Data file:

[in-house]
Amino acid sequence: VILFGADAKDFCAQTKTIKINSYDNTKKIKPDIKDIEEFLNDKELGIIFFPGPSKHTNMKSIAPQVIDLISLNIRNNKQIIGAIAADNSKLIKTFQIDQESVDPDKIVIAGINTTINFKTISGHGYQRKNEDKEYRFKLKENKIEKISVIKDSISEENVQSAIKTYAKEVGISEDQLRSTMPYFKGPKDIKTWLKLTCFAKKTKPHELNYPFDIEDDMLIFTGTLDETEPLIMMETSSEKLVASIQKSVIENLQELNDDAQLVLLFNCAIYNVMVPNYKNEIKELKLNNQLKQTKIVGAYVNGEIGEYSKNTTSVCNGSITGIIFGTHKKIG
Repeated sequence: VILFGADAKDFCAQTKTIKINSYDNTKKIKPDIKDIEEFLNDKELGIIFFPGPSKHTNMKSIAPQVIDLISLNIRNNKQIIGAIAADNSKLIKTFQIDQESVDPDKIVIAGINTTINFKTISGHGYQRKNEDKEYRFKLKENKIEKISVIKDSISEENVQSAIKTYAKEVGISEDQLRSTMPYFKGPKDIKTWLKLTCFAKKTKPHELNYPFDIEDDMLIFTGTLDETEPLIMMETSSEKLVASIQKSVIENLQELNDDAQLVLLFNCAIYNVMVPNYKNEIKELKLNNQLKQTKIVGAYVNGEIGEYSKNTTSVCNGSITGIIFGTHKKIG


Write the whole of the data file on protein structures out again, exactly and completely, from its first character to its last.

[in-house]
Amino acid sequence: VILFGADAKDFCAQTKTIKINSYDNTKKIKPDIKDIEEFLNDKELGIIFFPGPSKHTNMKSIAPQVIDLISLNIRNNKQIIGAIAADNSKLIKTFQIDQESVDPDKIVIAGINTTINFKTISGHGYQRKNEDKEYRFKLKENKIEKISVIKDSISEENVQSAIKTYAKEVGISEDQLRSTMPYFKGPKDIKTWLKLTCFAKKTKPHELNYPFDIEDDMLIFTGTLDETEPLIMMETSSEKLVASIQKSVIENLQELNDDAQLVLLFNCAIYNVMVPNYKNEIKELKLNNQLKQTKIVGAYVNGEIGEYSKNTTSVCNGSITGIIFGTHKKIG
Repeated sequence: VILFGADAKDFCAQTKTIKINSYDNTKKIKPDIKDIEEFLNDKELGIIFFPGPSKHTNMKSIAPQVIDLISLNIRNNKQIIGAIAADNSKLIKTFQIDQESVDPDKIVIAGINTTINFKTISGHGYQRKNEDKEYRFKLKENKIEKISVIKDSISEENVQSAIKTYAKEVGISEDQLRSTMPYFKGPKDIKTWLKLTCFAKKTKPHELNYPFDIEDDMLIFTGTLDETEPLIMMETSSEKLVASIQKSVIENLQELNDDAQLVLLFNCAIYNVMVPNYKNEIKELKLNNQLKQTKIVGAYVNGEIGEYSKNTTSVCNGSITGIIFGTHKKIG